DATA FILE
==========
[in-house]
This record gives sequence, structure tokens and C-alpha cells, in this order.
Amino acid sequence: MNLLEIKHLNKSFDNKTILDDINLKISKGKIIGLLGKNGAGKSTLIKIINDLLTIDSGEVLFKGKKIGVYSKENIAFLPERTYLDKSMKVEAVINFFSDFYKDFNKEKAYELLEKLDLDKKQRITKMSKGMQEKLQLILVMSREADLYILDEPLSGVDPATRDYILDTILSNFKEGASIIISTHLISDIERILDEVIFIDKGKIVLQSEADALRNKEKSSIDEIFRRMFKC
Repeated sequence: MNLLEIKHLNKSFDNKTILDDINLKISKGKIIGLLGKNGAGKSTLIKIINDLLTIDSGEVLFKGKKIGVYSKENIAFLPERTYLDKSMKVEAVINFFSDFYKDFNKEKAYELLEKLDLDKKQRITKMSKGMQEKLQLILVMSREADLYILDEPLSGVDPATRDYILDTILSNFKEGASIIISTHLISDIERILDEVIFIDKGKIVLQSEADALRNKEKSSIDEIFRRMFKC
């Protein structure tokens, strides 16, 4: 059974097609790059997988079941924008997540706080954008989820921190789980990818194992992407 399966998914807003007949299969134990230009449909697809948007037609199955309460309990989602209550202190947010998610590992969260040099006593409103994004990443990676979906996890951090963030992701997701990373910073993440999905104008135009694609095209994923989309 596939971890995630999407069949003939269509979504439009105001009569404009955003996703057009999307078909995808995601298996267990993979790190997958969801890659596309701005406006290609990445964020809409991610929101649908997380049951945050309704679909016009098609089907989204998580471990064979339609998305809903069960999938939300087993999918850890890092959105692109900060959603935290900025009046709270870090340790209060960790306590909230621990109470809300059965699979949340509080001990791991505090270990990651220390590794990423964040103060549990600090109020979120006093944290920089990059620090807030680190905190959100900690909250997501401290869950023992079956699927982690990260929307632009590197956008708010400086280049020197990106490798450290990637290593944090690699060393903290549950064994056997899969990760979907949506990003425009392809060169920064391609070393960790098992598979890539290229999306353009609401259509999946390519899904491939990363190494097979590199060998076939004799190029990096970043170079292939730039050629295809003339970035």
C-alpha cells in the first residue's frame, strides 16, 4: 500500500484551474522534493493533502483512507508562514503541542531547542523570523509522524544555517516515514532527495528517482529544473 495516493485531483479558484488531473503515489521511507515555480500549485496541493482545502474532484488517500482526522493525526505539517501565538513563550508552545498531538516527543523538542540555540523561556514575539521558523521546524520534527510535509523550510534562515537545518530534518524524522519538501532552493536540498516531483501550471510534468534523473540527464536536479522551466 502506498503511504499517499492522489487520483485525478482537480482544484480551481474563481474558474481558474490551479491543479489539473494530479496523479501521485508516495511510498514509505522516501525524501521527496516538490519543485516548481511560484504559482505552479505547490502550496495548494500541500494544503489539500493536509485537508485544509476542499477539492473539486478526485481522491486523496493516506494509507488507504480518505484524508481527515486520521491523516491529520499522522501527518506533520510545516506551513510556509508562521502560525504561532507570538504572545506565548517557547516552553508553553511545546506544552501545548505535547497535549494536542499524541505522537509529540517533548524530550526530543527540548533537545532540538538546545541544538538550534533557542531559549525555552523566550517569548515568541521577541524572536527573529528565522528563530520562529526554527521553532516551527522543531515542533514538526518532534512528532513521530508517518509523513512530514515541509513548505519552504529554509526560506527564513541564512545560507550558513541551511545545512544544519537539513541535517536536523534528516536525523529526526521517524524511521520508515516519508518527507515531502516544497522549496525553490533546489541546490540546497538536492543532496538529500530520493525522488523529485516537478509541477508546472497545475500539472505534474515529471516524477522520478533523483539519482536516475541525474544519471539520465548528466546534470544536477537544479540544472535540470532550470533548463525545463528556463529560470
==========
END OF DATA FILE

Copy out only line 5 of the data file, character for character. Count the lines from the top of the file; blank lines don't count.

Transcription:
């Protein structure tokens, strides 16, 4: 059974097609790059997988079941924008997540706080954008989820921190789980990818194992992407 399966998914807003007949299969134990230009449909697809948007037609199955309460309990989602209550202190947010998610590992969260040099006593409103994004990443990676979906996890951090963030992701997701990373910073993440999905104008135009694609095209994923989309 596939971890995630999407069949003939269509979504439009105001009569404009955003996703057009999307078909995808995601298996267990993979790190997958969801890659596309701005406006290609990445964020809409991610929101649908997380049951945050309704679909016009098609089907989204998580471990064979339609998305809903069960999938939300087993999918850890890092959105692109900060959603935290900025009046709270870090340790209060960790306590909230621990109470809300059965699979949340509080001990791991505090270990990651220390590794990423964040103060549990600090109020979120006093944290920089990059620090807030680190905190959100900690909250997501401290869950023992079956699927982690990260929307632009590197956008708010400086280049020197990106490798450290990637290593944090690699060393903290549950064994056997899969990760979907949506990003425009392809060169920064391609070393960790098992598979890539290229999306353009609401259509999946390519899904491939990363190494097979590199060998076939004799190029990096970043170079292939730039050629295809003339970035």